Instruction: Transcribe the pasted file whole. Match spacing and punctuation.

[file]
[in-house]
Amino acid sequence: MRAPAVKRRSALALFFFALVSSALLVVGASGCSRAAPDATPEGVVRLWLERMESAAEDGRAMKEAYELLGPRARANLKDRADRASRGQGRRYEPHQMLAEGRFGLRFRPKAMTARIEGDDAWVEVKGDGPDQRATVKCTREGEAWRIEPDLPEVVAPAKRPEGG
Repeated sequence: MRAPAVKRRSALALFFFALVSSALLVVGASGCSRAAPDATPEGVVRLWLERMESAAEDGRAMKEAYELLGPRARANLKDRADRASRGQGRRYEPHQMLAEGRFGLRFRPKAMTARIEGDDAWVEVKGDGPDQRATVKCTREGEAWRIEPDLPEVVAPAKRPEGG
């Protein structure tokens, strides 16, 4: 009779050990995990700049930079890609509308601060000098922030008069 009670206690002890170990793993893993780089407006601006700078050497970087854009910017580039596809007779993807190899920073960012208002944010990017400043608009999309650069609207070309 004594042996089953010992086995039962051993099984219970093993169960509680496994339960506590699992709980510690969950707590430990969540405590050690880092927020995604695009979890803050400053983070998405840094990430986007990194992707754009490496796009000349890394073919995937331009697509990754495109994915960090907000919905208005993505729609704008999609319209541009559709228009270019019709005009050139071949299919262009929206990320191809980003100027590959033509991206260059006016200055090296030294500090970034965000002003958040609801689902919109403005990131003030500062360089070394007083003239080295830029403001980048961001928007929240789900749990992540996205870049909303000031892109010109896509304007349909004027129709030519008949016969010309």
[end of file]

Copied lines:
[in-house]
Amino acid sequence: MRAPAVKRRSALALFFFALVSSALLVVGASGCSRAAPDATPEGVVRLWLERMESAAEDGRAMKEAYELLGPRARANLKDRADRASRGQGRRYEPHQMLAEGRFGLRFRPKAMTARIEGDDAWVEVKGDGPDQRATVKCTREGEAWRIEPDLPEVVAPAKRPEGG
Repeated sequence: MRAPAVKRRSALALFFFALVSSALLVVGASGCSRAAPDATPEGVVRLWLERMESAAEDGRAMKEAYELLGPRARANLKDRADRASRGQGRRYEPHQMLAEGRFGLRFRPKAMTARIEGDDAWVEVKGDGPDQRATVKCTREGEAWRIEPDLPEVVAPAKRPEGG
């Protein structure tokens, strides 16, 4: 009779050990995990700049930079890609509308601060000098922030008069 009670206690002890170990793993893993780089407006601006700078050497970087854009910017580039596809007779993807190899920073960012208002944010990017400043608009999309650069609207070309 004594042996089953010992086995039962051993099984219970093993169960509680496994339960506590699992709980510690969950707590430990969540405590050690880092927020995604695009979890803050400053983070998405840094990430986007990194992707754009490496796009000349890394073919995937331009697509990754495109994915960090907000919905208005993505729609704008999609319209541009559709228009270019019709005009050139071949299919262009929206990320191809980003100027590959033509991206260059006016200055090296030294500090970034965000002003958040609801689902919109403005990131003030500062360089070394007083003239080295830029403001980048961001928007929240789900749990992540996205870049909303000031892109010109896509304007349909004027129709030519008949016969010309």